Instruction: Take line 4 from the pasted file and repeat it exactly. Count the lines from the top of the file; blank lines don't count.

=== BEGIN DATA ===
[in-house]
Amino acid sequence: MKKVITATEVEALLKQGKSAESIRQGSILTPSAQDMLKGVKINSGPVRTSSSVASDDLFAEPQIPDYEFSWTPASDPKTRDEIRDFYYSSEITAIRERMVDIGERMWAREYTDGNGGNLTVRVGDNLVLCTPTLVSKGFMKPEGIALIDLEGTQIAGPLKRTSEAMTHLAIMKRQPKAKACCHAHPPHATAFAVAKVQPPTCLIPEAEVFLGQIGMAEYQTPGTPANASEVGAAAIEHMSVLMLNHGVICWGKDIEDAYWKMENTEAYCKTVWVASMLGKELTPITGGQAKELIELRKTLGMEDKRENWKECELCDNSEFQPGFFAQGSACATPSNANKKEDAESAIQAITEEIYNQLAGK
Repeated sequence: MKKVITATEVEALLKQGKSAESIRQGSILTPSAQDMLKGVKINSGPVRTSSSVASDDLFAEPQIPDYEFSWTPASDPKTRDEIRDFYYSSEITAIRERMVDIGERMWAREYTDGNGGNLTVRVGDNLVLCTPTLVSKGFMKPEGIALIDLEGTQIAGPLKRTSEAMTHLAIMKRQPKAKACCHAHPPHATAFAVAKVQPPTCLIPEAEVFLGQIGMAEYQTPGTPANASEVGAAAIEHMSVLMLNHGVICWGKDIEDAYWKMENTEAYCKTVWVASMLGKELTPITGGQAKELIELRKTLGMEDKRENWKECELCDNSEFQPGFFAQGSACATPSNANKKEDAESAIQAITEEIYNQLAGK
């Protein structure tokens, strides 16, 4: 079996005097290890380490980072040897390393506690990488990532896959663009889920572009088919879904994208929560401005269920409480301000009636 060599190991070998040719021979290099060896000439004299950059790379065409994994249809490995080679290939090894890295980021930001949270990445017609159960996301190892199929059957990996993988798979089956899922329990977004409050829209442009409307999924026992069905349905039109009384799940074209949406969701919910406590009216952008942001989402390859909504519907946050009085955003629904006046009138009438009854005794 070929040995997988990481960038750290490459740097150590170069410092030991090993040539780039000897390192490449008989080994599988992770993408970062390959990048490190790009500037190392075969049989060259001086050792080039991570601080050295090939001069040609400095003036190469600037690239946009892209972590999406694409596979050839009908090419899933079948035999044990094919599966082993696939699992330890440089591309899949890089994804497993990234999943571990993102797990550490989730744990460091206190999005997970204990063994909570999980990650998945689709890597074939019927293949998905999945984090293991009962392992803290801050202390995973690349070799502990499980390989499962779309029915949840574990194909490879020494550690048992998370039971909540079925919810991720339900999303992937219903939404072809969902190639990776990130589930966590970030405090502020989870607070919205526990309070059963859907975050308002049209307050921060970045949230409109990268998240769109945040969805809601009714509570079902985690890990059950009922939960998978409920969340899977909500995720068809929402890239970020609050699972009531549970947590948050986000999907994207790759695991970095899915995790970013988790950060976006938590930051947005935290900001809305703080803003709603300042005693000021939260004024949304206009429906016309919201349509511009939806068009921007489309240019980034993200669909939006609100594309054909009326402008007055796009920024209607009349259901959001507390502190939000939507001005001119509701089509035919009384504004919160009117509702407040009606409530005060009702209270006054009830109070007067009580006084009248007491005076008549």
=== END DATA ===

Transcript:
């Protein structure tokens, strides 16, 4: 079996005097290890380490980072040897390393506690990488990532896959663009889920572009088919879904994208929560401005269920409480301000009636 060599190991070998040719021979290099060896000439004299950059790379065409994994249809490995080679290939090894890295980021930001949270990445017609159960996301190892199929059957990996993988798979089956899922329990977004409050829209442009409307999924026992069905349905039109009384799940074209949406969701919910406590009216952008942001989402390859909504519907946050009085955003629904006046009138009438009854005794 070929040995997988990481960038750290490459740097150590170069410092030991090993040539780039000897390192490449008989080994599988992770993408970062390959990048490190790009500037190392075969049989060259001086050792080039991570601080050295090939001069040609400095003036190469600037690239946009892209972590999406694409596979050839009908090419899933079948035999044990094919599966082993696939699992330890440089591309899949890089994804497993990234999943571990993102797990550490989730744990460091206190999005997970204990063994909570999980990650998945689709890597074939019927293949998905999945984090293991009962392992803290801050202390995973690349070799502990499980390989499962779309029915949840574990194909490879020494550690048992998370039971909540079925919810991720339900999303992937219903939404072809969902190639990776990130589930966590970030405090502020989870607070919205526990309070059963859907975050308002049209307050921060970045949230409109990268998240769109945040969805809601009714509570079902985690890990059950009922939960998978409920969340899977909500995720068809929402890239970020609050699972009531549970947590948050986000999907994207790759695991970095899915995790970013988790950060976006938590930051947005935290900001809305703080803003709603300042005693000021939260004024949304206009429906016309919201349509511009939806068009921007489309240019980034993200669909939006609100594309054909009326402008007055796009920024209607009349259901959001507390502190939000939507001005001119509701089509035919009384504004919160009117509702407040009606409530005060009702209270006054009830109070007067009580006084009248007491005076008549």